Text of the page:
Still another object of the present invention is to assemble a wire rope isolator that uses a wire cable having a diameter greater than the diameter of conventional wire cables currently available in industrial applications without compromising the integrity of the mounting block in which the cable is housed.
It is yet a further objective of the present invention to utilize all metal components in a wire rope vibration isolator so that the isolator may function under extreme operating conditions such as temperature and load.
Yet still another object of the present invention is to avoid a bonded chemical interface between the block member and the wire rope.
An additional object of the present invention to eliminate costly machining operations associated with securing retainer plates to the wire coils of a wire rope isolator.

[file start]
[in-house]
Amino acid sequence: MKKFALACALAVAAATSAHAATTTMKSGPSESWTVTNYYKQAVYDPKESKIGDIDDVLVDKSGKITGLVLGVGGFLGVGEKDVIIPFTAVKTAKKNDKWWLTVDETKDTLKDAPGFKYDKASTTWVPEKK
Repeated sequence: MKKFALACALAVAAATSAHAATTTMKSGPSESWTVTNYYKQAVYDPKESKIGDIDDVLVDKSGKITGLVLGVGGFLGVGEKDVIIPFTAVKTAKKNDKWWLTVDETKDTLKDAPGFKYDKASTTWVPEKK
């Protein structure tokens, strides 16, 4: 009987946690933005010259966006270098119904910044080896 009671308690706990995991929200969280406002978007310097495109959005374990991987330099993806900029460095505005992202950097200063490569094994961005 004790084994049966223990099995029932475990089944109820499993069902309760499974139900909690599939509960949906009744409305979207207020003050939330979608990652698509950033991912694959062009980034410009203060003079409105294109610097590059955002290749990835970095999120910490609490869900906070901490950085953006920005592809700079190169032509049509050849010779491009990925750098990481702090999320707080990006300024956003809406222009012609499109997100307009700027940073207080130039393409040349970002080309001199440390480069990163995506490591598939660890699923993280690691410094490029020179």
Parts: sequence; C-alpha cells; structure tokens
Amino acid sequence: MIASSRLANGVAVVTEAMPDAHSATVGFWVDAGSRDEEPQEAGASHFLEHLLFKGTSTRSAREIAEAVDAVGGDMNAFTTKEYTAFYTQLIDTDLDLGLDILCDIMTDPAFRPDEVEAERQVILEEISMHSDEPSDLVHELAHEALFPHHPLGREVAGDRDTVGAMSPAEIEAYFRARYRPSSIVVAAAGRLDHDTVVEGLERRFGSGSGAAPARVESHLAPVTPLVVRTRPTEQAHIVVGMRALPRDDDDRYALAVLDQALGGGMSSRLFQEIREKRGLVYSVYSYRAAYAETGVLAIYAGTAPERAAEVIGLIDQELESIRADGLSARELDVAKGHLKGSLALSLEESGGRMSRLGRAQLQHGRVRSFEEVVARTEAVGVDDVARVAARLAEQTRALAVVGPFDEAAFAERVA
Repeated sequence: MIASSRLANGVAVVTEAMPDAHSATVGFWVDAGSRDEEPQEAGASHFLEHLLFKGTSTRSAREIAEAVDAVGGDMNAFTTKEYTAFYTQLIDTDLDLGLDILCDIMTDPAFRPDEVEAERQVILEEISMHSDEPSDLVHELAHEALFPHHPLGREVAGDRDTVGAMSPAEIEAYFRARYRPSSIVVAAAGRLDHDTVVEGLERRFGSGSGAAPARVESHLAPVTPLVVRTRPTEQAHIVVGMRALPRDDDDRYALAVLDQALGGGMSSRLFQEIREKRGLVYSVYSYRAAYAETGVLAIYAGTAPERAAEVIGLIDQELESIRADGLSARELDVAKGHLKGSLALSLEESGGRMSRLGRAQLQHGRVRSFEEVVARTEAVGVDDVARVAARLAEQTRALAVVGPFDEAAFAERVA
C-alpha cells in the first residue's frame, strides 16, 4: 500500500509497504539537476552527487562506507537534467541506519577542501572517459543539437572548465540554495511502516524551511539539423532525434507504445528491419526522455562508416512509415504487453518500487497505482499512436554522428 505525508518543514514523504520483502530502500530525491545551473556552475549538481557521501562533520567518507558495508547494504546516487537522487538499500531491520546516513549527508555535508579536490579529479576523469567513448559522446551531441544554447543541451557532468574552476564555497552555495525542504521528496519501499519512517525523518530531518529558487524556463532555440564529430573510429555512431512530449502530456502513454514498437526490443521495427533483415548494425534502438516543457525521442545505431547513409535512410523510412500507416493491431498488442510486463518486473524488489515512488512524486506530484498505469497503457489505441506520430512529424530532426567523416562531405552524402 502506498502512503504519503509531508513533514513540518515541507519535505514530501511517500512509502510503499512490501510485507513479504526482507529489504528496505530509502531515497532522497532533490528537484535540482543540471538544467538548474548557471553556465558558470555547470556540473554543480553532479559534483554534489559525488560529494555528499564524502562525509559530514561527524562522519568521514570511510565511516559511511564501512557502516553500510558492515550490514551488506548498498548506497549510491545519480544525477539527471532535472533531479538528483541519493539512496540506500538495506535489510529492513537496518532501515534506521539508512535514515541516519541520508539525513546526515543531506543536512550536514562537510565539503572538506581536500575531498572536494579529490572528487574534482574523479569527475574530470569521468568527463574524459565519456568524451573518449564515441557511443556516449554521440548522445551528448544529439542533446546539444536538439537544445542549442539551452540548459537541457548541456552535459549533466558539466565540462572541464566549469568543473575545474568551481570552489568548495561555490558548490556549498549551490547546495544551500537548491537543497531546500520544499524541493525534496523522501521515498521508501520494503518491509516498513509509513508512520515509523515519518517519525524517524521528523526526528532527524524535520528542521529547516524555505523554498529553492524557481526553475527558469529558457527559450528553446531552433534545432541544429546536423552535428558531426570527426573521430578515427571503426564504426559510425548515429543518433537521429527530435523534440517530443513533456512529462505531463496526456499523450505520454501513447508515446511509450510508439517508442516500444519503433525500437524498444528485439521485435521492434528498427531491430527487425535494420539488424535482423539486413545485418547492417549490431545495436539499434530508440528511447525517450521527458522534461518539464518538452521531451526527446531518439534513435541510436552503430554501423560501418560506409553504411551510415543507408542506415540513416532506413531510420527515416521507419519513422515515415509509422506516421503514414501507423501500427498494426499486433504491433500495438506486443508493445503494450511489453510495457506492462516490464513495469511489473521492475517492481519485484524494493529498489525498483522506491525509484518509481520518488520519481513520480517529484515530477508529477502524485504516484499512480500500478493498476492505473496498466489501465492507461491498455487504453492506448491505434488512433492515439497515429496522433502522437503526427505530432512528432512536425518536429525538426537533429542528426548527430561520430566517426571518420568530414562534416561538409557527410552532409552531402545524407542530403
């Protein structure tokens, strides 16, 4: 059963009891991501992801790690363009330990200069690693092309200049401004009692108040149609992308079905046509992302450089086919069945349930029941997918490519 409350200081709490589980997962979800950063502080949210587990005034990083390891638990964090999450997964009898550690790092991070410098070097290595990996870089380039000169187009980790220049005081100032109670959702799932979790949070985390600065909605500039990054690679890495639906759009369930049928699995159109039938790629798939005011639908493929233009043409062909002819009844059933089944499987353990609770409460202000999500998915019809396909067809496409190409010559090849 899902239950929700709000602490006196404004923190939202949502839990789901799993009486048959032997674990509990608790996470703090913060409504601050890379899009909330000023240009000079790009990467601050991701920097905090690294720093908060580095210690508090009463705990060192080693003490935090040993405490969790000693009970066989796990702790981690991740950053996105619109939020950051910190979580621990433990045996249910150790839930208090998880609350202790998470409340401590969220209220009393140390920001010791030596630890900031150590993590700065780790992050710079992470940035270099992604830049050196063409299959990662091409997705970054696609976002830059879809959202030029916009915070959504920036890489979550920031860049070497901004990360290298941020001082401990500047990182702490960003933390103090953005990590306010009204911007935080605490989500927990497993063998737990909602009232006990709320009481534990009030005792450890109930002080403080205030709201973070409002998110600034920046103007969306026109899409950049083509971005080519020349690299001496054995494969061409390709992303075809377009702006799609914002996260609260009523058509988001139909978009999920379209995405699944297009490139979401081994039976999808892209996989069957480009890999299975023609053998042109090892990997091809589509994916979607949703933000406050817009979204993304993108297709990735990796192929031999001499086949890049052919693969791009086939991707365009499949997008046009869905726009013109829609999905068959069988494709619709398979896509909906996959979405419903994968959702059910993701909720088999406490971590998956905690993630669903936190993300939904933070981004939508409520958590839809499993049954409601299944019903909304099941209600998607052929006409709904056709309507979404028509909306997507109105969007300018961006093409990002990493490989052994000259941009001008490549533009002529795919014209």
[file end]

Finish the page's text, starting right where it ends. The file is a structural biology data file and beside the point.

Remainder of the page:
Yet a further object of the present invention is to reduce the number of parts required to assemble a wire rope isolator for industrial applications.
Still yet another object of the present invention is to decrease the number of steps required for assembling a variety of sizes of wire rope isolators.
These and other objectives are attained in accordance with the present invention.
BRIEF DESCRIPTION OG THE DRAWINGS
Further objects of the present invention together with additional features contributing thereto and advantages accruing therefrom will be apparent from the following description of a preferred embodiment of the invention which is shown in the accompanying drawings with like reference numerals indicating like components throughout, wherein:
FIG. 1 is a perspective view of one embodiment of a wire rope vibration isolator according to the present invention.
FIG. 2 is a perspective view of another embodiment of a wire rope vibration isolator according to the present invention.
FIG. 3 is a top view of the wire rope vibration isolator illustrated in FIG. 2.
FIG. 4 is a cross-sectional view of a staked wire rope contained in the wire rope vibration isolator mounting block according to the present invention.